The question now arises: this being so, what should the child do when ordered by his parents to transgress a Torah precept? The answer to this query is supplied by the Torah itself (Lev. 19.3): "Each man should revere his mother and father, but you must all observe My Sabbaths, for I am the L-rd your G-d." The Shabbat, as well as any other religious observance, cannot be brushed aside on this account, for parents, as well as children, are in duty bound to respect the injunctions, of the Divine, as expressed in His Torah. This is formulated in Koros Shulhan Arukh (Yoreh Deah, 240), as well as in the work of the Gaon of Wilna (Tana D'be Eliyahu Rabba XXVII). This applies not only in the case where the child is asked to desecrate the Shabbat, but in every other instance as well.

As an illustration, let us quote Maimonides (Hilchot Mamrim, VI): "Should his father ask him to violate any religious command, be it based on Torah, or only on rabbinic Drdinance, he is not to obey him" (for the reasons specified above). According to the Ramban, even rabbinic decrees have the validity of Torah authority (see Deut. XIX 9-11). No matter what the religious command is, its fulfillment takes priority over the Fifth Commandment where the two are in conflict, for the simple reason that both parent and child must obey G-d's will. Hence in the case of Aliyah, which according to Maimonides (Hilchot Melachim V) is equated to the fulfillment of the entire Torah and its non-fulfillment ranked with idolatry; moreover, because of the rabbinic teaching that "he who paces even only four cubits in Israel deserves the life to come, it only stands to reason that where the implementation of this most important precept is opposed by the parents, the Fifth Commandment is eclipsed by the Mitzvah of Aliyah."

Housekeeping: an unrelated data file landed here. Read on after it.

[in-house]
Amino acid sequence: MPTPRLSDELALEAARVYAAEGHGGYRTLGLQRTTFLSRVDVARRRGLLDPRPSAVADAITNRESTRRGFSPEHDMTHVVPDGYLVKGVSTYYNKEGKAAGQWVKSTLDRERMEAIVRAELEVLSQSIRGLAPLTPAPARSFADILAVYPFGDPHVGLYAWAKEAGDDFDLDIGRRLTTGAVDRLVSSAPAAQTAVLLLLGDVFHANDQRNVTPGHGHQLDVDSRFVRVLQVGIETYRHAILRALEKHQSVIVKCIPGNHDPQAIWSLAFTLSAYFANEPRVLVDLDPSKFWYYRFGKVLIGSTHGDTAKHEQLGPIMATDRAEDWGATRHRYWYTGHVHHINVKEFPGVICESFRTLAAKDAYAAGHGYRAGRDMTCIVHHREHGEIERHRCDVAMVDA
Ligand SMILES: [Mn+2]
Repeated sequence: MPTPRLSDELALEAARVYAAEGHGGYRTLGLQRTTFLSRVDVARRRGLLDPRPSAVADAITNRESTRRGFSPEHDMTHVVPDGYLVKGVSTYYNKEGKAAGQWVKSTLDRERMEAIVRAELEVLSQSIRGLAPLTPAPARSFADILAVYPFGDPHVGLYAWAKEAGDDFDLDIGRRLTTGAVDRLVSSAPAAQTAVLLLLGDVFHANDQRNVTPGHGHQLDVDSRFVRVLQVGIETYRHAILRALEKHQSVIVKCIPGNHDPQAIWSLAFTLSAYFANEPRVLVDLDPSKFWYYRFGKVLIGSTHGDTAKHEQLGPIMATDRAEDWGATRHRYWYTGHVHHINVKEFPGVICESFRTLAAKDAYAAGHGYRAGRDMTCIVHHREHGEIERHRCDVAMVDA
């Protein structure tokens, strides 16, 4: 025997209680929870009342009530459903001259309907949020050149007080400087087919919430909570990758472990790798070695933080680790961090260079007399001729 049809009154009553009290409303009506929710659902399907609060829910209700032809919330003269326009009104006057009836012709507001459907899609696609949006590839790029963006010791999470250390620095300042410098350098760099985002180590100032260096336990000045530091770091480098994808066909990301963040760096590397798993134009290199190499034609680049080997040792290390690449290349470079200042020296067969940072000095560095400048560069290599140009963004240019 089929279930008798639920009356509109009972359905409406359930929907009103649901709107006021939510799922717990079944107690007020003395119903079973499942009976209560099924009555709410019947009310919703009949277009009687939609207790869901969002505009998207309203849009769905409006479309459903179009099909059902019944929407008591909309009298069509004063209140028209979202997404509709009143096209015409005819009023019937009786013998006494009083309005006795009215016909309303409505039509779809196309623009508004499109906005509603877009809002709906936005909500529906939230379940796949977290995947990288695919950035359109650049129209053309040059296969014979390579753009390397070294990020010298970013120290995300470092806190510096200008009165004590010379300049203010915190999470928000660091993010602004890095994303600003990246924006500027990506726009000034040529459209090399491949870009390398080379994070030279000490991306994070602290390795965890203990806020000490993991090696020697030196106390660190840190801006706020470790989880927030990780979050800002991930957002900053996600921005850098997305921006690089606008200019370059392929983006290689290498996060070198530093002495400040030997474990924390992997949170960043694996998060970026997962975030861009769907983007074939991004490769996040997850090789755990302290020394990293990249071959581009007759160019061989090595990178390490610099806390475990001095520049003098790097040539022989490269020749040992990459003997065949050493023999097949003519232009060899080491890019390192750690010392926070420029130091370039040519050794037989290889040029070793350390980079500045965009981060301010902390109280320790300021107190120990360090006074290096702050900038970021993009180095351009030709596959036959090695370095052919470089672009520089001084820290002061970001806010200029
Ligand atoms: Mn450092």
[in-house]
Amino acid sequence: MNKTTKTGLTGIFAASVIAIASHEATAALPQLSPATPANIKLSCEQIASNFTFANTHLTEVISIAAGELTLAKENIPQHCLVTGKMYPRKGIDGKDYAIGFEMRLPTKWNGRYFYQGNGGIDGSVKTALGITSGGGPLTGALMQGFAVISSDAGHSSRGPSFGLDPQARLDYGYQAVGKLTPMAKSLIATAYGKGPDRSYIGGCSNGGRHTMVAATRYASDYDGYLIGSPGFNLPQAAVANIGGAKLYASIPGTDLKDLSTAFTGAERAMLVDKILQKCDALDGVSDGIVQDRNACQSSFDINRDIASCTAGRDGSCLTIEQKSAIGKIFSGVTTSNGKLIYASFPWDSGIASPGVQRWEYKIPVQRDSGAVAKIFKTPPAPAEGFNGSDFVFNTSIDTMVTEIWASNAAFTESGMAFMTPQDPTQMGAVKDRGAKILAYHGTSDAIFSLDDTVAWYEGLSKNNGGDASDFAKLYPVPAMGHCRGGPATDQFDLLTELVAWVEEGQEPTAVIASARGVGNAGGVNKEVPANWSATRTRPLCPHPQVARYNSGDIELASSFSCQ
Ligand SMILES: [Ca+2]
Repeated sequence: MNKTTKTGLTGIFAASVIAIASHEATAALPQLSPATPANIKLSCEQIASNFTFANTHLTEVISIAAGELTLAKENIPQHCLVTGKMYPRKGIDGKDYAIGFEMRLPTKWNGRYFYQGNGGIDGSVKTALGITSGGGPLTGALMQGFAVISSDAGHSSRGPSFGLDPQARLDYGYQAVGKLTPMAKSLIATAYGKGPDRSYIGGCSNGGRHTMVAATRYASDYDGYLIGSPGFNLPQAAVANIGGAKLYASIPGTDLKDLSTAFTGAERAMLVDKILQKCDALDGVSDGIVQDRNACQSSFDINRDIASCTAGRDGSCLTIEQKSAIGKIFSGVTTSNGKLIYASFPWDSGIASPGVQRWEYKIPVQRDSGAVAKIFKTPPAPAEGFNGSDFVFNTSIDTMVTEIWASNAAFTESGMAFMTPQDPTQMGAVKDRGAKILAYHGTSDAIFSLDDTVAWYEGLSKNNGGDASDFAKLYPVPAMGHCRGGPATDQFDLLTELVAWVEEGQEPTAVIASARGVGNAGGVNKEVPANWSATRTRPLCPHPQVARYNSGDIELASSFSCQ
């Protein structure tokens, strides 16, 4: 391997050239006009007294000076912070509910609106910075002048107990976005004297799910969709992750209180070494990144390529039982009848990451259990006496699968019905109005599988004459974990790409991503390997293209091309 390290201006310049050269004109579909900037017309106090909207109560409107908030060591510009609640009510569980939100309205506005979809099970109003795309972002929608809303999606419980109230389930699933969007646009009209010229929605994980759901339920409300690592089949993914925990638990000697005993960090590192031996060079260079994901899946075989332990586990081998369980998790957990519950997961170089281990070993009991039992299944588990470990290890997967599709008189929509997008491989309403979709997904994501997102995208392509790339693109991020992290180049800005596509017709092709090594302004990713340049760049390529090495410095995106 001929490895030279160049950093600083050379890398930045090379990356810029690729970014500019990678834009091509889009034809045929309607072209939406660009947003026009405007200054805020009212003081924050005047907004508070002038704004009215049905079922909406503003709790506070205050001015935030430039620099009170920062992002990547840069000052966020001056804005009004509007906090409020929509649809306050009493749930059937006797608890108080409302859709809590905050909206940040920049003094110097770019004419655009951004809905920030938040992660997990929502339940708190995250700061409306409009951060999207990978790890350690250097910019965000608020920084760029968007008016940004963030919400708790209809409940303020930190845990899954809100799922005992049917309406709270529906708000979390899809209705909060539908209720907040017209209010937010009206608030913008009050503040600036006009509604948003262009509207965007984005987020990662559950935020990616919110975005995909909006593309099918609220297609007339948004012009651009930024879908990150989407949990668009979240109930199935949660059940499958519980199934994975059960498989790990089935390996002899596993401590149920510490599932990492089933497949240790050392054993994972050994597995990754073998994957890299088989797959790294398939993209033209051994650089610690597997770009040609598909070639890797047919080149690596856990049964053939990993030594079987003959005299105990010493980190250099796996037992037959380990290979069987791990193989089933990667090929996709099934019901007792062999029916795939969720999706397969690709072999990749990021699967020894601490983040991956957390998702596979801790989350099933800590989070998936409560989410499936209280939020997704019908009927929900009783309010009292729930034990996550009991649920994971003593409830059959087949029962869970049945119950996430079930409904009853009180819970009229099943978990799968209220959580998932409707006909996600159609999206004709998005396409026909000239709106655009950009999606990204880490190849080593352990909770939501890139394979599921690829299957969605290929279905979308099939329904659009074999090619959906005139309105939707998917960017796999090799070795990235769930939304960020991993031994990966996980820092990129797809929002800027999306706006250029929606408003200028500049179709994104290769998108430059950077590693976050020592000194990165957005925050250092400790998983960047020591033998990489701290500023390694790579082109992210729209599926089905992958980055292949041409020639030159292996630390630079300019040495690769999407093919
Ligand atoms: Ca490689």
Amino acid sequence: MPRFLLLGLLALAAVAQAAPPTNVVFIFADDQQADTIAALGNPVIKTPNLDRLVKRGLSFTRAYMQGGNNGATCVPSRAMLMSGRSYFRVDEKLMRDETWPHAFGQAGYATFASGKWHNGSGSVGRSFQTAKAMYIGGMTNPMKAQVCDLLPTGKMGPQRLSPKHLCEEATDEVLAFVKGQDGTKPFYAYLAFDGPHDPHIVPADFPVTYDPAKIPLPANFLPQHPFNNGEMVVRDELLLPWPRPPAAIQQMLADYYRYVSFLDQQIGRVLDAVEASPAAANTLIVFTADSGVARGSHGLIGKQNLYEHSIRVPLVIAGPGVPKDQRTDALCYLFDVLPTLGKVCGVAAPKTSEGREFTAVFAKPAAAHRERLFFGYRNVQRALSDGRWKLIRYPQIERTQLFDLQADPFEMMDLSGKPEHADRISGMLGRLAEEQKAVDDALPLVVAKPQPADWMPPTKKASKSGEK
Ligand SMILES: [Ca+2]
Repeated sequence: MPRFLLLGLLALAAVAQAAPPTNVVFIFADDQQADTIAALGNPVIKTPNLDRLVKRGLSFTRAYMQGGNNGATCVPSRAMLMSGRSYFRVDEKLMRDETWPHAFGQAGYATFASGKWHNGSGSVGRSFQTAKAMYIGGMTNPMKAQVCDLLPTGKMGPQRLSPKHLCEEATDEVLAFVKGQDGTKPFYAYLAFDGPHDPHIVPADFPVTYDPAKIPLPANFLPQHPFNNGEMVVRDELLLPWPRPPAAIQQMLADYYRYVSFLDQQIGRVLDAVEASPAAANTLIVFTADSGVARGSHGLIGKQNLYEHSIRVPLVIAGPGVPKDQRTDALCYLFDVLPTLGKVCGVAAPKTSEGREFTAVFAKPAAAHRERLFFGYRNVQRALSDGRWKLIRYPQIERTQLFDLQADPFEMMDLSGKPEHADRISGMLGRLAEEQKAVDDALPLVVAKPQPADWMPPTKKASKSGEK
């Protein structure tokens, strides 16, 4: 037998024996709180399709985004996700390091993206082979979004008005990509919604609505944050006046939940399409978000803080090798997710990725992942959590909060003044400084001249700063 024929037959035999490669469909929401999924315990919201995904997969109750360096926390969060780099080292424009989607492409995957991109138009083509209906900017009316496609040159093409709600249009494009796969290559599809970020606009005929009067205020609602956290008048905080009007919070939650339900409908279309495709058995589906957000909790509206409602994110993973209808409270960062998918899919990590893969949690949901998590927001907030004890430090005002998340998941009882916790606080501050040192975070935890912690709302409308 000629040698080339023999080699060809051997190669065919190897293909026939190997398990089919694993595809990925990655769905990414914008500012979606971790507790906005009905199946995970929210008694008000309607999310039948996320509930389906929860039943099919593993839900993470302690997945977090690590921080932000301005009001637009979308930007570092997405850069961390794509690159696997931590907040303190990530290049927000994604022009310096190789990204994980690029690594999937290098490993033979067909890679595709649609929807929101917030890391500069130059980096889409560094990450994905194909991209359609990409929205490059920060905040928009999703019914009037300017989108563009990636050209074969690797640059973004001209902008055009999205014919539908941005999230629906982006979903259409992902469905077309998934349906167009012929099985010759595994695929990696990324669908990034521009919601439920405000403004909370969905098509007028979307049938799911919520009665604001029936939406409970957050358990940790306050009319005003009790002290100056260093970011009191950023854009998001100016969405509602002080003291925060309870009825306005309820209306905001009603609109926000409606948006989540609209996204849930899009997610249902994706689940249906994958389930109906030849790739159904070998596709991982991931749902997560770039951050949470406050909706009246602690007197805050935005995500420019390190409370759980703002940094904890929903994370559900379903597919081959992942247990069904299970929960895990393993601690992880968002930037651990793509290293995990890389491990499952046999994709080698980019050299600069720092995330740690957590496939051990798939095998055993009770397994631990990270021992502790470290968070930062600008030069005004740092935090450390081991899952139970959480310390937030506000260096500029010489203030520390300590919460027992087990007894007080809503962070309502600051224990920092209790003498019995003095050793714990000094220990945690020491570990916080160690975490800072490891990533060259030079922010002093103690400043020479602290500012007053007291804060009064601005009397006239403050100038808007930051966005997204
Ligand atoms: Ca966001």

A cautionary note should here, too, be sounded. In cases where one of the contributory reasons for the child wishing to go on Aliyah is due to the desire of shaking off the reponsibility of looking after the material needs of his parents and has little, if anything to do with his desire of fulfilling the Mitzvah of Aliyah, but is triggered off mainly by the opposition of two wills - that of the child and that of the parents, in this case, the will of the child must give way to the Fifth Commandment, whose implementation is regarded as tantamount to reverence for G-d Himself.